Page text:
posted by JauntyFedora at 12:42 PM on September 3, 2008

It's old, and you'd have to spend $30 for a used dreamcast in order to play it, but I really think that Shenmue right be right up your alley. I love this kind of game, too--unfortunately, there's something insanely real about it, in that you can easily spend a lot of your time playing video games within the game or (worse) going to work.
posted by PhoBWanKenobi at 12:44 PM on September 3, 2008

Destroy All Humans is a GTA3 inspired game set in little-grey-men-and-flying-saucers conservative-1950s. Some of the humour is pretty juvenile, but some of it is good. I think GTA4 is the better game though.

Also, you might find "sandbox game" to be a useful search term - it's the usual name these days for this open-world genre, referring to sandbox gameplay, ie. here - have a sandbox with some toys and tools - now go make your own fun.
posted by -harlequin- at 12:45 PM on September 3, 2008

I really enjoy nonlinear, open-ended video games where you're (mostly) left to explore the world on your own.

If the game denies you options such as violence or vice, then it's hardly open-ended. However, there are games which are almost entirely about world exploration rather than character interaction, thus allowing for open-ended play in the world without violence. Check out URU: Ages Beyond Myst. There is a free demo for PC.
(The game also expands to a sort of MMPORG exploration game, but I think playing it in the regular single player experience is more what you're after)
posted by -harlequin- at 12:55 PM on September 3, 2008

Probably totally unlike anything else you have ever played, but check out nethack - it's a classic, and seriously addictive. World of Warcraft, suggested above, inherited a lot from this genre via Diablo II.
posted by ghost of a past number at 1:56 PM on September 3, 2008

Dead Rising: Chop 'Til You Drop is coming out for Wii. Unfortunately, it may be nowhere near as cool as the XBox 360 version. The Wii can only handle 100 zombies at a time.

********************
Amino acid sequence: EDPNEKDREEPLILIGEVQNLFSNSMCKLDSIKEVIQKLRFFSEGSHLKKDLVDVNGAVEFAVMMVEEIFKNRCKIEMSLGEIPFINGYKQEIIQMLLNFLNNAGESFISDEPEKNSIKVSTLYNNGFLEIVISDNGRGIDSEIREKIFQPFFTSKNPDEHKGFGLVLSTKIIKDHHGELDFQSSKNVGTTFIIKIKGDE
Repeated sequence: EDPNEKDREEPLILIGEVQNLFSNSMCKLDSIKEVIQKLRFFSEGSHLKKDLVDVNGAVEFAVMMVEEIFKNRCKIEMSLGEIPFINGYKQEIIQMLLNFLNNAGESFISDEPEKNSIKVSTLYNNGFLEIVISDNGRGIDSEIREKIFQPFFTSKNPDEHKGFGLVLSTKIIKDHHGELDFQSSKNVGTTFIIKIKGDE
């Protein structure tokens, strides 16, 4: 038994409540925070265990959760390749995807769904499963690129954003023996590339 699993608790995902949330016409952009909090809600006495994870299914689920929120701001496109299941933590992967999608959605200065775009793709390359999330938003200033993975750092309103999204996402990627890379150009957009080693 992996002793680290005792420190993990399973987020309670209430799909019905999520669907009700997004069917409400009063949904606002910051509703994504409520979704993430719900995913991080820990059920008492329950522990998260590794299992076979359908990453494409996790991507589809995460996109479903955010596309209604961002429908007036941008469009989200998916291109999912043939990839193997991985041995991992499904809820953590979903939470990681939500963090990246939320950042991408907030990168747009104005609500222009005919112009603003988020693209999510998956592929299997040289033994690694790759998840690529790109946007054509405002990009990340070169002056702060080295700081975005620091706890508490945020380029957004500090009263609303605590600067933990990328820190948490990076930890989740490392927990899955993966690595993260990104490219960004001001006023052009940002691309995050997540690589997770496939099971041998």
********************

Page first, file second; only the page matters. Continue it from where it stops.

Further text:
posted by spamguy at 2:06 PM on September 3, 2008

Mercenaries 2 is getting *decent* reviews. It features an open sandbox map of an entire South American country. You can steal and blow up whatever you want, and I don't believe there are prostitutes (depending on your feelings about the mercenary trade.)
posted by Doctor Suarez at 2:36 PM on September 3, 2008

Knytt and Knytt Stories. These are in a completely different style from the other games mentioned in this thread (i.e., indie lofi platformer), but they give an incredible impression of vastness and are focused on exploration. Plus: no prostitutes or car theft to be found. (I don't even think Knytt has a weapon...)
posted by aparrish at 3:39 PM on September 3, 2008

Seconding Spiderman 2 for any last generation console (Gamecube, XBox, PS2). One of my favorite games of all-time, it's so open-ended. It is event-driven, but you can take your sweet time, and generally just explore a very seamless NYC. It's a huge city, and webslinging is... awesome.
posted by Precision at 8:47 PM on September 3, 2008

I saw fallout 3 mentioned above, but not the first 2: Fallout and Fallout 2 are both very open world games.

If you enjoy either of them, be sure to look at Wasteland, which is the spiritual predecessor to the series. Commodore 64 - era graphics.
posted by Four Flavors at 3:40 PM on September 4, 2008